Ventilators

It must be taken into consideration that putting a patient on a ventilator is an extreme and invasive measure. It is a form of life support that takes over the breathing when a patient is unable to breathe on their own. Ventilators can be lifesaving but they do not fix the problem that led to the patient needing to be put on ventilation in the first place. The procedure of being put on a ventilator is a very invasive one: the patient is given a sedative, then a paralytic that stops their breathing after which a long plastic tube is inserted through the trachea and vocal cords into the lungs. This allows the ventilator to deliver puffs of highly oxygenated air to the lungs. Once a patient is put on a ventilator, they might have to remain on ventilation for 2 to 4 weeks in case of COVID-19.

Unfortunately, preliminary research into the mortality among COVID-19 patients on ventilators found that in the United Kingdom out of 98 patients, just 33 were discharged alive. In Wuhan (China), only 3 out of 22 ventilated patients survived.

SMMC urges the public to call their family doctor or the CPS hotline 914 (or 542-1122, 542-1222), if you have any of the general COVID-19 symptoms (fever, cough, tiredness, shortness of breath) or if you have any questions or require additional information regarding COVID-19.


          

US Intel Warned of ‘Out-of-Control’ Disease Months Before WHO Declared Pandemic - Report   

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US intelligence officials were reportedly raising alarms about a virus spreading through the Chinese city of Wuhan back in November 2019, referring to it as an “out-of-control disease” that “would pose a serious threat to US forces in Asia.”
          

Ban wildlife markets to avert pandemics, says UN biodiversity chief —   

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The United Nations’ biodiversity chief has called for a global ban on wildlife markets – such as the one in Wuhan, China, believed to be the starting point of the coronavirus outbreak – to prevent future pandemics. Elizabeth Maruma Mrema, the acting executive secretary of the UN Convention on Biological Diversity, said countries should move to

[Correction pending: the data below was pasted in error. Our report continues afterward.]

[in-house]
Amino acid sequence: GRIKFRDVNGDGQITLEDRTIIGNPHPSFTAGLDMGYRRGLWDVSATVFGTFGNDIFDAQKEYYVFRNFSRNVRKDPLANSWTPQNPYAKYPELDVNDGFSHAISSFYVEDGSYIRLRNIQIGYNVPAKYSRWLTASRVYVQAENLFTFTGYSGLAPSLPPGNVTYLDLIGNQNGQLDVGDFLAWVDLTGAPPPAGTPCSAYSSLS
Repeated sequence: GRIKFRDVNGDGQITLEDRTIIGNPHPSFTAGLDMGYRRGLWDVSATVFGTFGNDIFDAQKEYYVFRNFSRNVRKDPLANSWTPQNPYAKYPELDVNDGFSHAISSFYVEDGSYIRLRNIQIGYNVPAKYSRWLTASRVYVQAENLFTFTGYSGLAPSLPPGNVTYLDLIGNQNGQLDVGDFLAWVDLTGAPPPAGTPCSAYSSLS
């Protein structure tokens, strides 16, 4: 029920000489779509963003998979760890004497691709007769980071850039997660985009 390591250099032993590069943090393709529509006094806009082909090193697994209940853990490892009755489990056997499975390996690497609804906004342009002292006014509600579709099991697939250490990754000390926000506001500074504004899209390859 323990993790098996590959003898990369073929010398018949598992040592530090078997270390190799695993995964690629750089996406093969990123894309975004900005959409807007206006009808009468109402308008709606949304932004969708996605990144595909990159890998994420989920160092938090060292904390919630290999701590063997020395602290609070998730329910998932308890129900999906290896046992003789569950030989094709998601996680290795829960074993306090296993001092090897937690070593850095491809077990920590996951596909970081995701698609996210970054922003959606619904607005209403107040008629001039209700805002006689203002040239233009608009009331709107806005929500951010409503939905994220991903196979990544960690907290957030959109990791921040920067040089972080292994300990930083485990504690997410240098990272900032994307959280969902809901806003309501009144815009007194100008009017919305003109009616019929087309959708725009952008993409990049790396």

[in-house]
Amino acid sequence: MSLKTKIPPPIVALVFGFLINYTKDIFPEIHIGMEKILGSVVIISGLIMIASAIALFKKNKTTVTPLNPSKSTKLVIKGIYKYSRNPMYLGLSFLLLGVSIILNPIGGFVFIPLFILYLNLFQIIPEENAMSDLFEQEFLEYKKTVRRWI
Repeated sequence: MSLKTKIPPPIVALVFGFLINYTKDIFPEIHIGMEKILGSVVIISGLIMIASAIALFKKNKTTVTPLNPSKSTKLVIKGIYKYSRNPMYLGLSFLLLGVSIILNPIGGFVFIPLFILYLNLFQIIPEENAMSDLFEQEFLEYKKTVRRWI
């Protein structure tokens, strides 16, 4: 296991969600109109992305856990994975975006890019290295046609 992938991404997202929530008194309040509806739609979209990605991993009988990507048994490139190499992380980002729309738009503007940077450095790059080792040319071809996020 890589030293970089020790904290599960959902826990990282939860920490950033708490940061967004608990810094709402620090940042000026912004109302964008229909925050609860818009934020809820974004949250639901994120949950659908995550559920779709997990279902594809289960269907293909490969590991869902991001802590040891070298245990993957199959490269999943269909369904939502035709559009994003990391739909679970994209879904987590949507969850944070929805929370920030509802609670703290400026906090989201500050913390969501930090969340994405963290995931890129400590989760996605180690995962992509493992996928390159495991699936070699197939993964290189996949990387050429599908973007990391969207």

7 YouTube Channels for the Stay-at-Home Food Adventurer   

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Food is both a comfort and a necessity. Thanks to grocery-store workers, delivery people, and many others, those fortunate enough to be sheltering in place at home are sustaining themselves with bread-baking projects, foods from childhood, and new recipes.

But along with its comfort value, food can be transportive. In the last few years, a certain kind of food channel on YouTube has become an island of charming calm in an ocean of frenetic cooking competitions and sped-up, hands-and-pans vertical videos. Filmed in the countryside, or in a quiet kitchen, they feature people around the world making use of ever-more inexpensive technology to film themselves cooking and crafting. They rarely offer instruction—instead, the viewer watches in awe as a cook deftly makes something wonderful.

Liziqi

The queen of food and handcrafts on the internet may very well be Li Ziqi, a young woman from Sichuan, China, with millions of fans and dozens of videos. With intense focus and Herculean effort, she forages, crafts, and cooks in rural surroundings that have the beauty of a fairy tale. Clarissa Wei, a senior reporter for Goldthread, notes that for many people in China, these videos are nostalgic, as they offer "a glorified version of domestic viewers’ childhoods" in the countryside. Li Ziqi and her Yunnan-based counterpart Dianxi Xiaoge both have plenty of fans outside of China as well, she adds. "But the difference is that foreign viewers are amazed by everything they do and see their lives as a type of escapism."

Xiao Xi's Culinary Idyll

From a village in Hunan comes a more technical but equally soothing video series. On the channel Xiao Xi's Culinary Idyll, the host makes dishes ranging from soup dumplings to stewed radish, a process complicated by the fact that he often weaves the bamboo steamer or forges his skillet himself. (He noted in an interview earlier this year that viewers are often much more interested in the food he cooks than the tools he makes.) In this video, Xiao Xi makes Tibetan-style braised chicken in a stone pot, but only after he chips himself a pot out of a rock picked up by the riverside. Xiao Xi has also addressed the current global pandemic by filming himself making Wuhan's hot dry noodles, a dish that has become a symbol of resilience.

Grandpa Kitchen

Out of all the culinary feats performed on the internet, those of Grandpa Kitchen are the worthiest. Narayana Reddy, from the Indian state of Telangana, started the channel in 2017, documenting himself and his assistants cooking massive amounts of food for orphaned children and filming it for awed fans around the world. The food itself ranges from Indian classics to massive red velvet cakes and milkshakes, all made outdoors in a lush green setting and enjoyed by hungry children.